An hour later, forms signed in triplicate, notarized, and filed away, the agent ushered them into an airlock. When they stripped, Gwyneth could feel Peter’s gaze upon her; she didn’t so much as glance at him, though he was lean and fit, as well muscled at thirty-five as he had been at their wedding seven years before. Stinging jets of anti-bacterial spray enveloped them. Industrial-strength compressors blasted them dry. They dressed in tailored, featherweight safari gear, and cycled through another airlock, their luggage hovering behind them. The adjoining chamber was bereft of luxury—no surround screens or polished mahogany, no calming mists of murmuring air. Their boots rang on polished concrete. Fluorescent globes floated high in the latticed spaces above them, leaching color from their faces. White-clad technicians looked up from their tablets as the airlock dilated. Behind them crackled the time machine, more impressive than Gwyneth had thought it would be, a miracle of sizzling yellow-green energy, the raw stuff of creation itself, harnessed by human ingenuity and bound screaming into colossal spider arms of curving steel and iron.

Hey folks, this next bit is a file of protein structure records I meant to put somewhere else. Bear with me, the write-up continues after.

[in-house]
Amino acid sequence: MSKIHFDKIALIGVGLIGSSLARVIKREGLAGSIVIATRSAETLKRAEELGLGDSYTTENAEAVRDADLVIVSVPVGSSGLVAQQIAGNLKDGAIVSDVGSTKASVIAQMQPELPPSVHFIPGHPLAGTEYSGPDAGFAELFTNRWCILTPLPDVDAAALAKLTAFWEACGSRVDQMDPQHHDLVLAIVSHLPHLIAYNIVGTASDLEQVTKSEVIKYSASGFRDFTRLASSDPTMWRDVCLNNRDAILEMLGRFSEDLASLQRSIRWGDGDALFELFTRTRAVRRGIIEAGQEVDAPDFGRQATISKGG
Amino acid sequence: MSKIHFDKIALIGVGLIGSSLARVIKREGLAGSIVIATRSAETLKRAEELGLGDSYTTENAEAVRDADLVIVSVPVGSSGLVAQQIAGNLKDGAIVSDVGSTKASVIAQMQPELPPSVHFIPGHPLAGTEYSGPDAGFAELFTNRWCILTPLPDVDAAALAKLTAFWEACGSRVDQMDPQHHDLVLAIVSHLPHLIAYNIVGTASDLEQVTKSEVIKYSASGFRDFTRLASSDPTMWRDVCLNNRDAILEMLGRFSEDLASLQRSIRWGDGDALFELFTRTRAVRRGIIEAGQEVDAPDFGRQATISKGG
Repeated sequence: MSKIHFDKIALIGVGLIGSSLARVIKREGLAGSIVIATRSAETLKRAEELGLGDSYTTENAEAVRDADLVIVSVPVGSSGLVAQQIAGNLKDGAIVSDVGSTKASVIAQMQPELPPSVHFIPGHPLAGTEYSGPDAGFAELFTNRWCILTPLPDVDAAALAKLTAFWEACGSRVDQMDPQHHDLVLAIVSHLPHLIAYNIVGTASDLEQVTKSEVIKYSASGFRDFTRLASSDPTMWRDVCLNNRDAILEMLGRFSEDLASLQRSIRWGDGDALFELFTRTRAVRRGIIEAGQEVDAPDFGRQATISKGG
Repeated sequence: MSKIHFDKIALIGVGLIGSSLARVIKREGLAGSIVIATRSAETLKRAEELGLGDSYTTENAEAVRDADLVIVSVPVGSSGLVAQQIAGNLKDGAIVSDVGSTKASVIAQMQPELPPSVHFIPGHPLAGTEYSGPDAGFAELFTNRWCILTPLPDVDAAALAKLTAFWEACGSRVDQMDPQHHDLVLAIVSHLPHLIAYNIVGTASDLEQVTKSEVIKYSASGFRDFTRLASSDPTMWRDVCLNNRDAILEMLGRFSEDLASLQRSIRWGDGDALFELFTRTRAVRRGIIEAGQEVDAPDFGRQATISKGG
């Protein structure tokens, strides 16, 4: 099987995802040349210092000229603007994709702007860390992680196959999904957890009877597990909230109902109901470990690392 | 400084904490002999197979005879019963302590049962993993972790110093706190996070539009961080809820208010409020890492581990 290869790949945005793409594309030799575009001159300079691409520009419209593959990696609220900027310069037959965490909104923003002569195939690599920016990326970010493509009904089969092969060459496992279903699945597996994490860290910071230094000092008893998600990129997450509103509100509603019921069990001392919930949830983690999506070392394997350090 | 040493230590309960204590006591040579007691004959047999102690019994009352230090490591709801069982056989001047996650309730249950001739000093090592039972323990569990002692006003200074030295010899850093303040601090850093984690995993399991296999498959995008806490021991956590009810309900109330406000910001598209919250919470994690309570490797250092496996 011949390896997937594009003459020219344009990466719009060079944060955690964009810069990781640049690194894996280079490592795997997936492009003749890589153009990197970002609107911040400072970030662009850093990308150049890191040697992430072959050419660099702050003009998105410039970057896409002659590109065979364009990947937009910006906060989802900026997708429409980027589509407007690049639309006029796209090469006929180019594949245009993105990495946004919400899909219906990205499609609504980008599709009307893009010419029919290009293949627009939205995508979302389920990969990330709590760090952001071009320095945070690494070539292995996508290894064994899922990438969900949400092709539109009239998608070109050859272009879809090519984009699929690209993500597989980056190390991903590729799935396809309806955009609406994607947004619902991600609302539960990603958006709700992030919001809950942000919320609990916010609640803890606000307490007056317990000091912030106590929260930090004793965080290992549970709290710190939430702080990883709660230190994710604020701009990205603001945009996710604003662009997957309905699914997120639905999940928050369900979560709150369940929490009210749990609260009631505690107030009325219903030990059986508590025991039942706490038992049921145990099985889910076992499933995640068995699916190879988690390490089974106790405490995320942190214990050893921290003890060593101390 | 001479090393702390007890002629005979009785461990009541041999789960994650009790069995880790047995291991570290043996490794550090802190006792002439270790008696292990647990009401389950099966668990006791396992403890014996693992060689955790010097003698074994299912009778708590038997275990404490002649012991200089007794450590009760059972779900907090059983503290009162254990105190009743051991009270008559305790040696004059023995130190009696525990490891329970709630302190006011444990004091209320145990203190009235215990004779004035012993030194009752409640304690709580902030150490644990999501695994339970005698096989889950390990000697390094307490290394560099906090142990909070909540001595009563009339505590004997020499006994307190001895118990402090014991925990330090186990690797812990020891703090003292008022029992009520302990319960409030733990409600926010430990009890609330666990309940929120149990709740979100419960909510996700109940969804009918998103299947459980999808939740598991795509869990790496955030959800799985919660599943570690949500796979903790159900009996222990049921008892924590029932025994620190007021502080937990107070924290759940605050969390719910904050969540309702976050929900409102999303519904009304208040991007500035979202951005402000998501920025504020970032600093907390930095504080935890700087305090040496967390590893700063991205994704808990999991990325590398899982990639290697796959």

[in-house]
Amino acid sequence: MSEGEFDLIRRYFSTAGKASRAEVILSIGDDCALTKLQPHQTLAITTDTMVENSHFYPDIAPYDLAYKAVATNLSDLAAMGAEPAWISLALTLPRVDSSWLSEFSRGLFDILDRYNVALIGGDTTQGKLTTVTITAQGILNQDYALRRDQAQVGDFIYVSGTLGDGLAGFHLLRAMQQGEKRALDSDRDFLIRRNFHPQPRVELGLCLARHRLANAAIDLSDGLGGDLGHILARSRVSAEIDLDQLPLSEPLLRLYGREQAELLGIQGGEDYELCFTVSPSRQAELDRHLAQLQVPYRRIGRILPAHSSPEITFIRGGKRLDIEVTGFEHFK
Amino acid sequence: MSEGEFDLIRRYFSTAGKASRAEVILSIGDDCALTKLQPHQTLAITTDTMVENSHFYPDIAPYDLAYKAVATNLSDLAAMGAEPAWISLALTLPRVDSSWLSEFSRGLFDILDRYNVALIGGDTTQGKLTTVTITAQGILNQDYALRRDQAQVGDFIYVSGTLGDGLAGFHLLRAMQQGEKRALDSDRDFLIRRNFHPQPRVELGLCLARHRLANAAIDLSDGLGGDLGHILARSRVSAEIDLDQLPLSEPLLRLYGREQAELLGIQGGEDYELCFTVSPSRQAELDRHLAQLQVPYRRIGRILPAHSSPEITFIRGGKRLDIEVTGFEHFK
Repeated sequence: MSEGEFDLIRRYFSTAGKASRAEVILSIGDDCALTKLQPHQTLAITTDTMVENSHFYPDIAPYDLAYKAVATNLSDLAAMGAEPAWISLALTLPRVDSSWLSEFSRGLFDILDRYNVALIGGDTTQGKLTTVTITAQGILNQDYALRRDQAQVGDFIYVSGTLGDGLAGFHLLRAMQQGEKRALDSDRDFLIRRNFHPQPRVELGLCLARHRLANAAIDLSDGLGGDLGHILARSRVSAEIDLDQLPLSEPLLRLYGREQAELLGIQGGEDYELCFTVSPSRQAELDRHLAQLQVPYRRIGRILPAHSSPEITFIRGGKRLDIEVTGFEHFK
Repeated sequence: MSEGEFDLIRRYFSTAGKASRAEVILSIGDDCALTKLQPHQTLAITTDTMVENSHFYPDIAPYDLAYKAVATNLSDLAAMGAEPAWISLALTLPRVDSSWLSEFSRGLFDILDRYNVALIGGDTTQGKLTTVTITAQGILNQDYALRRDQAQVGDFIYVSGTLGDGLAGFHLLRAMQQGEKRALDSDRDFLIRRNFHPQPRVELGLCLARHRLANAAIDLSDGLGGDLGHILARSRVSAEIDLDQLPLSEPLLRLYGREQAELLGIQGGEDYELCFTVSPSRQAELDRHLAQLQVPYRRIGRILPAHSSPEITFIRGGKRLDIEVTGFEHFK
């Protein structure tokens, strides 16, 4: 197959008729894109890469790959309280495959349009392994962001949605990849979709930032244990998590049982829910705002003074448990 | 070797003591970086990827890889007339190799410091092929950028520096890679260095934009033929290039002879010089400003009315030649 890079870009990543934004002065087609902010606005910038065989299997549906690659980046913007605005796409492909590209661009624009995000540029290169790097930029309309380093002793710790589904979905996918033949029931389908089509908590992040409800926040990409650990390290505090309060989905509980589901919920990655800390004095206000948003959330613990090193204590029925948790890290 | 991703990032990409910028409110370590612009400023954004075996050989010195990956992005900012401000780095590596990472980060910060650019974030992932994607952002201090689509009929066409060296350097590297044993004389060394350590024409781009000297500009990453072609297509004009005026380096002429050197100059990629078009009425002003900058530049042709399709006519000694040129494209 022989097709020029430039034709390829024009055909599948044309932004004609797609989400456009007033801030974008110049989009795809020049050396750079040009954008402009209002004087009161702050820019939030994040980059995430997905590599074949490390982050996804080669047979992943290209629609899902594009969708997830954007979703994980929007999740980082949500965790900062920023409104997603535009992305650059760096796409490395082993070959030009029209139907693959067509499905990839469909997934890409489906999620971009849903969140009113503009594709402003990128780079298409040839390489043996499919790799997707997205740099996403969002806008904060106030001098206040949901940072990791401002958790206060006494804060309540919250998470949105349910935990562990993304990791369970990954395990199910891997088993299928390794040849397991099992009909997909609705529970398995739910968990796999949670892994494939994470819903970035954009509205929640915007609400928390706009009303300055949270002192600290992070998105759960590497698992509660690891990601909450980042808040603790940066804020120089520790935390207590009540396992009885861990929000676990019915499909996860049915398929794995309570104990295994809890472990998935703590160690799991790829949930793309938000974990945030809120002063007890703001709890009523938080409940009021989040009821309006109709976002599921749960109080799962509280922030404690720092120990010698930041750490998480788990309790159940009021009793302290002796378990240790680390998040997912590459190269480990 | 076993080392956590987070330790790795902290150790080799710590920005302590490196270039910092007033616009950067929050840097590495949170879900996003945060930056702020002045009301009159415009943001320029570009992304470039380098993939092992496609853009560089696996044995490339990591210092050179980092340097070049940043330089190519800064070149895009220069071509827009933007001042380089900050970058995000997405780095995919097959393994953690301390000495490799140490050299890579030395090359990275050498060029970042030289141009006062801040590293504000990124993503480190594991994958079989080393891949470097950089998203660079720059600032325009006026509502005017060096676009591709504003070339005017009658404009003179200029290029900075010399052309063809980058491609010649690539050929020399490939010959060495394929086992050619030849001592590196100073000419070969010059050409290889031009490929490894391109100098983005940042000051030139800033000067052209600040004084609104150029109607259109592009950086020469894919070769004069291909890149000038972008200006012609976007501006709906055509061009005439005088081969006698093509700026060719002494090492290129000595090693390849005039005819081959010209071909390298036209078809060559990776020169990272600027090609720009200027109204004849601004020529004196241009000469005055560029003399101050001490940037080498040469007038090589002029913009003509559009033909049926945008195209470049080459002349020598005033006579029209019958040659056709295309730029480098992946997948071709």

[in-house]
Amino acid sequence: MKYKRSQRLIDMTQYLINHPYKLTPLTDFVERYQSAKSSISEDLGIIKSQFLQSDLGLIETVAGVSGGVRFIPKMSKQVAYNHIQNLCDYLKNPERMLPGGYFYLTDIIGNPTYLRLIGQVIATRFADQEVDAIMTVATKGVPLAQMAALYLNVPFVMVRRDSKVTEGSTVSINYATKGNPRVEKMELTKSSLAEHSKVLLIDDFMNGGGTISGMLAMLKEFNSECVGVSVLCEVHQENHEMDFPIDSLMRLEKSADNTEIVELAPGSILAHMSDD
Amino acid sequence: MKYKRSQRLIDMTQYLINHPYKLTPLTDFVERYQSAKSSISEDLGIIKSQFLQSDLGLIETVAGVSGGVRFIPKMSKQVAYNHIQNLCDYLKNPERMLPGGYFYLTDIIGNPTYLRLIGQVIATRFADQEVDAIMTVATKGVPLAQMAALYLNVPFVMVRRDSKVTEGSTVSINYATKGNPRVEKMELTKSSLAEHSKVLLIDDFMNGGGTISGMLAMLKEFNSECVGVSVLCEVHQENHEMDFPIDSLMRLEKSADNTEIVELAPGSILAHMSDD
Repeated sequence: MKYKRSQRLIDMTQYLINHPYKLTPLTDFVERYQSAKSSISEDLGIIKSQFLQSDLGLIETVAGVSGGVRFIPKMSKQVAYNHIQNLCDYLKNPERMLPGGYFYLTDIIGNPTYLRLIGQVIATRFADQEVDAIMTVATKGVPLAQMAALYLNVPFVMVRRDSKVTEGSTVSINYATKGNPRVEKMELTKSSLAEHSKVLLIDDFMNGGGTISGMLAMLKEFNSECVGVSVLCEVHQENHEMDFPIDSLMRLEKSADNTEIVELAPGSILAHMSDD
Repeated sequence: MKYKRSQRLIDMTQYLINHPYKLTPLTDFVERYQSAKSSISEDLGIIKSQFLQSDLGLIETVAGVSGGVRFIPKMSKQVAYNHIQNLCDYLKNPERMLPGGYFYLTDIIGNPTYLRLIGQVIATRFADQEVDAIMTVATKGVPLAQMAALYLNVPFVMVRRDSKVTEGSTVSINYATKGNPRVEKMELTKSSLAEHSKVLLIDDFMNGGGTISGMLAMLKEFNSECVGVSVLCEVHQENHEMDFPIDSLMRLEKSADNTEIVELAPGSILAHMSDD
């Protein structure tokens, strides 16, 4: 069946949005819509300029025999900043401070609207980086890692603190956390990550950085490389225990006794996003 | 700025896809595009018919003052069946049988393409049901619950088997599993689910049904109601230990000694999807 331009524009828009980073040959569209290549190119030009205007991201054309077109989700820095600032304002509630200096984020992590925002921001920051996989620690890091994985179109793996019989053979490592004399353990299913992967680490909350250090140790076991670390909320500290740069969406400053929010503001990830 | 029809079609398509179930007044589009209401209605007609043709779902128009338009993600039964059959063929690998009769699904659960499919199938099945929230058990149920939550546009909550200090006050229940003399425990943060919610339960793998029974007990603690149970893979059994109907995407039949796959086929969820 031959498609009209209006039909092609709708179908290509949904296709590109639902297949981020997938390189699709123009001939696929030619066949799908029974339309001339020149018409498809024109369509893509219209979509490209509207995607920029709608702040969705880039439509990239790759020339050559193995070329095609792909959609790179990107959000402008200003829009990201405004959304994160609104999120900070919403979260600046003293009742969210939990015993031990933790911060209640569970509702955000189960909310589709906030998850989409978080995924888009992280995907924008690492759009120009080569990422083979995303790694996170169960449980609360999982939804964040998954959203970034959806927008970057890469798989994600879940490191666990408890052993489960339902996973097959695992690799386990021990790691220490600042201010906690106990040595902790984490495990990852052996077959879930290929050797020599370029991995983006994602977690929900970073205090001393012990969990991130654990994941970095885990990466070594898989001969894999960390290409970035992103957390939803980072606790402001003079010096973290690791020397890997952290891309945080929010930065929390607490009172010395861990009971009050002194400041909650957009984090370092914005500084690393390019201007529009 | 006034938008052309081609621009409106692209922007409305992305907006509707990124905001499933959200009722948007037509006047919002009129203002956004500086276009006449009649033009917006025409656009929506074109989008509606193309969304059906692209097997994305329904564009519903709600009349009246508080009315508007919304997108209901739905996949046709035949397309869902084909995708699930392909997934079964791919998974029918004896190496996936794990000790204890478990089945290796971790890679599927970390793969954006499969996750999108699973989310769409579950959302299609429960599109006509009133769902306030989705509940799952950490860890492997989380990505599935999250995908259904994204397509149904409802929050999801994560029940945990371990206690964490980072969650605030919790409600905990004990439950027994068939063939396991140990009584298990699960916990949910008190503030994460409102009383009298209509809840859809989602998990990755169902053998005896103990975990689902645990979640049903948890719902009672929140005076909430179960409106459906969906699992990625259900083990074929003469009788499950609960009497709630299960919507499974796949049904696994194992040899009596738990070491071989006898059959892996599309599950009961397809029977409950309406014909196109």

The technicians took charge of them. The hiss of hypodermic injections followed, then diaphanous bands of black that melted closed around their wrists like wax. The technician touched Gwyneth’s; far down in its polished depths a series of lights—orange and red and green—flashed once and was gone.

Her yoke.

The other technician, finishing up with Peter, smiled. “Your guide will meet you on the other side,” he said. “Ready to go?”

The time machine spat fire, throwing off scorching arcs of green and yellow.

They stepped into the light.

And were gone.

* * *

A sheet of green flame blinded them. Time blurred—a day, a week, a year, then more, the centuries peeling away like leaves, so that Gwyneth, who was barely thirty-four, felt young and alive as she had not felt in this last year. The time machine stank of history, of the sun beating down upon the tiered pyramids of new-built Aztec temples; of wheat flourishing for the first time under the hands of men; and further yet, of a dark age where shrewd monkeys huddled in terror around their lightning-struck fires. But Eckles had closed all that to them, and just as well, Gwyneth supposed, for he had bestowed upon them in its lieu the immense panorama of geologic time. And how she longed to step out of her life into a world fresh made, where great Triceratops lifted his three-pronged head and the sky-flung demon of the age, titanic Quetzalcoatlus, still spread his leathery wings; where the greatest of the thunder lizards, the tyrant king of all that he surveyed, Tyrannosaurus rex, yet bestrode the terrified earth. Where, most of all, none of it had happened yet, and she could pretend that maybe it never would.